The craze that was ‘Illuminati’ at the beginning of the last decade and how it got everyone engaged is something one can never be able to wrap their head around. As we debated and fought about it Size 8, Collo and Amani are some of the notable names that saw the light and crossed over to the gospel scene while DNG, Ivlyn Mutua and Kimdanny had their light somehow dimmed and they crossed over to the secular scene.
The internet ‘curse’ and trends
The evolution of mobile phones and its usage has been the most notable change of the decade. The growth of social media and YouTube has given some interesting characters that we follow loudly and some silently. Talk of the trolls and the ‘tea’ being served on our timelines - mostly Instagram and Twitter. The advertising business took a hit for the mainstream because of influencers. Blogging and Vlogging became a thing and now we have ‘content creation’ as a career. For a fraction of the price, a simple hashtag can get you numbers and visibility for a product.
Fashion is now on blog and YouTube channels. If you need styling and do it yourself (DIY) on what to wear on what occasion, then they’ve got you.
The rise, growth and death of online shopping is a thing save for the not-so-funny mishaps that happen.
The evolution of the cab business has been real. Baby bump shoots became a thing. Nowadays before the baby comes we welcome them in advance on social media. Celebs lead the way, we follow religiously and now if you don’t do it you are seen as the outsider. I wonder what stories we will tell our children about the baby bump shoots.
Love and break-ups
Love is always in the air and we can’t have enough of it. From Moustapha and Maria, Brenda Wairimu and Juliani, Avril and her South African beau, the list goes on and on of the hook-ups and break-ups. What about divorces?
Remember Gloria Muliro and Eric Omba or JB Masanduku and Tina Kaggia? What about Doreen Majala and Gideon Mulyungi? Or the broken engagements like that of Chipukeezy and Viviane Mandera or Eric Omondi and Chantal Grazioli or Martin Kimathi and Sharon K Mwangi?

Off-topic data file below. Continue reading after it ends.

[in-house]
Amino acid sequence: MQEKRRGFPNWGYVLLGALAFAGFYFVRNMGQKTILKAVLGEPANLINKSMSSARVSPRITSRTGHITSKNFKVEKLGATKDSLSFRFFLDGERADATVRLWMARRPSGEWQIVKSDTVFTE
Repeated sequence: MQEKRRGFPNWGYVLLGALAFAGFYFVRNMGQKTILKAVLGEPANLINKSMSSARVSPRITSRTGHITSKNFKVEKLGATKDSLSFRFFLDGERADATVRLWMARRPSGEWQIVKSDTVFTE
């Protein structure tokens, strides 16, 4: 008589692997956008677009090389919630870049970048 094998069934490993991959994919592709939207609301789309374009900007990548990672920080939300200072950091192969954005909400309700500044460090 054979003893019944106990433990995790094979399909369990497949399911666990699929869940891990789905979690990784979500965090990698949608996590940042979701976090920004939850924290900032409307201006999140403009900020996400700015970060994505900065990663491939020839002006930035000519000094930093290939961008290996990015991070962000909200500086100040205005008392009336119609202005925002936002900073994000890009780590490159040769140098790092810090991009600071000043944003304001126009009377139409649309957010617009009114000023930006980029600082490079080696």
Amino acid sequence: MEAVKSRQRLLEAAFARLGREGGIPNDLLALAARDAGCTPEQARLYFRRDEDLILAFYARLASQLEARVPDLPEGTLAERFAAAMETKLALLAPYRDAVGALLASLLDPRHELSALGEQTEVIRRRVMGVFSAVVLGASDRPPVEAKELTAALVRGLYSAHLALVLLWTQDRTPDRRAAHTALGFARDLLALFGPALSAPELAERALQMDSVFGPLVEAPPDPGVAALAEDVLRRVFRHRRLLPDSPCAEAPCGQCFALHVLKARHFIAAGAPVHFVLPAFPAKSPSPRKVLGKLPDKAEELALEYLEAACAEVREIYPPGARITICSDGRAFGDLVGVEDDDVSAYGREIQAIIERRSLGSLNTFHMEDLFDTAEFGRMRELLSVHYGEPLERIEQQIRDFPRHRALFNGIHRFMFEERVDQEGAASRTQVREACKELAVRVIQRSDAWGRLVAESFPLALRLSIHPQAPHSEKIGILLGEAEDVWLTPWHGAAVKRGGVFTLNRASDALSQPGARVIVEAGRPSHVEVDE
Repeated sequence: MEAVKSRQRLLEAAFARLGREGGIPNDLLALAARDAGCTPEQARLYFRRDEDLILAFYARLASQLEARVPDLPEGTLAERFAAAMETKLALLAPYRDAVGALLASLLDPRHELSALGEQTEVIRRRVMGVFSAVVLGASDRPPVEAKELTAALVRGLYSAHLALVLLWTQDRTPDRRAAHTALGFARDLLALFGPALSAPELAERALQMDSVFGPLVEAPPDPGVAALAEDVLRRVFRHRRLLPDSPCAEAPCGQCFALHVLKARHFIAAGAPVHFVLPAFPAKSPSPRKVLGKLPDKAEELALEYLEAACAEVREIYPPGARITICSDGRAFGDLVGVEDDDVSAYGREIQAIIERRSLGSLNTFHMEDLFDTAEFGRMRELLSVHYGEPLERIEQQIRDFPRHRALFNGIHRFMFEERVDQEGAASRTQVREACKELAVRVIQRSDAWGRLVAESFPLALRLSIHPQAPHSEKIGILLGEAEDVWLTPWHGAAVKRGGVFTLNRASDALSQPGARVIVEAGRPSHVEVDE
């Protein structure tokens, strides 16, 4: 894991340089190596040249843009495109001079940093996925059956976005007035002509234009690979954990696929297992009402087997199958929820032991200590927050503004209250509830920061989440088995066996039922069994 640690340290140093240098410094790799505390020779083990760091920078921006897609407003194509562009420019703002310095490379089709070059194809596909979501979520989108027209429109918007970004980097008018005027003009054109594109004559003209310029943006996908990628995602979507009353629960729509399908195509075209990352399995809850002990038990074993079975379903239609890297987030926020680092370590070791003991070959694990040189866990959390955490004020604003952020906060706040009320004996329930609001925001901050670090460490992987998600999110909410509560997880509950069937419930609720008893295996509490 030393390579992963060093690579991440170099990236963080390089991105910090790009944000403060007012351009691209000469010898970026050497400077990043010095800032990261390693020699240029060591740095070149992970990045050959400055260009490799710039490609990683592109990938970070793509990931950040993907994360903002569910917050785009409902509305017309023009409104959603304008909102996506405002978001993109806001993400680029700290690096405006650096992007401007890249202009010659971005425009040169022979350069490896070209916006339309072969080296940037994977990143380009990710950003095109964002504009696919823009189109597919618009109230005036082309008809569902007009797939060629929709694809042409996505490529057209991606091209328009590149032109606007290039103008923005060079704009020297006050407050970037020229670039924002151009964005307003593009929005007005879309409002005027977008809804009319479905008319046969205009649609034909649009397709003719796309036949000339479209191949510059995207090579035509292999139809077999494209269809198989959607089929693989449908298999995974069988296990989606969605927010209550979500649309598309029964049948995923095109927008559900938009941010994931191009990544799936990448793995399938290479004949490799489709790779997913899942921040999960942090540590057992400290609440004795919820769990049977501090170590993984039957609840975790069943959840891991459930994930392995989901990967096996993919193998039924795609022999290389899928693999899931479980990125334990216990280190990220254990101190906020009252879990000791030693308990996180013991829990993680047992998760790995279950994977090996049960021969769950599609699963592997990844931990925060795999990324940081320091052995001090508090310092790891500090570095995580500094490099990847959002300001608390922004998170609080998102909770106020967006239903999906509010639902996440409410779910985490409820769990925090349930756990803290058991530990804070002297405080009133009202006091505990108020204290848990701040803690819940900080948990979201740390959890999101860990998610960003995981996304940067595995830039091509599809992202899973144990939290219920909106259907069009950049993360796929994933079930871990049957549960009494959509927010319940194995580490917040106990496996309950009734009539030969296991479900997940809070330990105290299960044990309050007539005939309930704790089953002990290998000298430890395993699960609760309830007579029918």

Death of award shows
Kora, Kisima, Nzumari, Mwafaka, Chaguo la Teeniez awards all have one thing in common: they exploded onto the scene, but died with a dud. The long running Groove Awards seems to be headed down that road.
The exception to this rule seems to be the Pulse Music Video Awards, which has been growing steadily.
Musically sound, financially unsound
Musicians don’t have anything to smile about when it comes to music getting them a decent pay. Over the decade, their talents and money have been wasted by the different collective management organisations (CMOs).
Remember Elani’s rant that got everyone talking? What about the Sh2,500 payment by MCSK? This scandal at these CMOs is a clear reflection of where we are at as a country when it comes to earning an honest pay.
Music shows and concerts
The rise of Coke Studio is a welcome reprieve and a platform for local acts as they get a chance to work with international acts. It swims against the tide of shows that came, saw and conked out.
Remember Tusker Project Fame? The jury is still out on East Africa Got Talent though.
What a decade this has been for concerts. At the turn of the decade, international acts would tour Tanzania, Uganda and other African countries and avoid Kenya, but now the story is a bit different.
We must be doing something right to attract them, never mind that the way they treat us is ‘interesting’, especially since we have also neglected our Kenyan acts.
Dance floor waves
Exit Crunk, enter the Riddims. The dominance was a good one before it paved way for the gospel takeover before some acts spoilt the good name of the image-sensitive genre and made us turn elsewhere.
Did I mention the low-key love for rock, where we even had an all-rock radio station, X FM? Somewhere along the way we had a Nigerian Invasion. So good was their strategy that we even held Naija nights.
To date, some of their artistes can’t go for a full year without visiting the country once or twice. After a brief flirt in the early part of the decade, Bongo music made a great comeback thanks to Diamond and his Wasafi label.
Their dominance was massive and to date their stars count Kenya as their bedrock fan base, probably rivalling their motherland.
Thankfully for Kenyan singers, a new generation of artistes emerged, starting with the ‘Odi dance’ that opened the door for Ethic Entertainment and their release of the Lamba Lolo hit opened a way for other Gengetone artistes and with them on constant replay in our clubs, it seems we are slowly outgrowing our love for Bongo and Naija music.
Music business a hard nut to crack
Groups like Camp Mulla, BMF, Kelele, Cycoz, Saints of Christ, Wadosi, P-Unit and MOG ruled the airwaves. We loved their music but they somehow managed to break our hearts when they went separate ways.
I think Sauti Sol should write a book on how to keep it together. While at it, [email protected], Proff, Kenzo, Qtasi, Amina, Jay A, Xtatic, Bamboo, Kevoh Yout, King Kanja and Dunco all suffered a musical death despite many trials at a comeback, something which only worked for Nyashinski.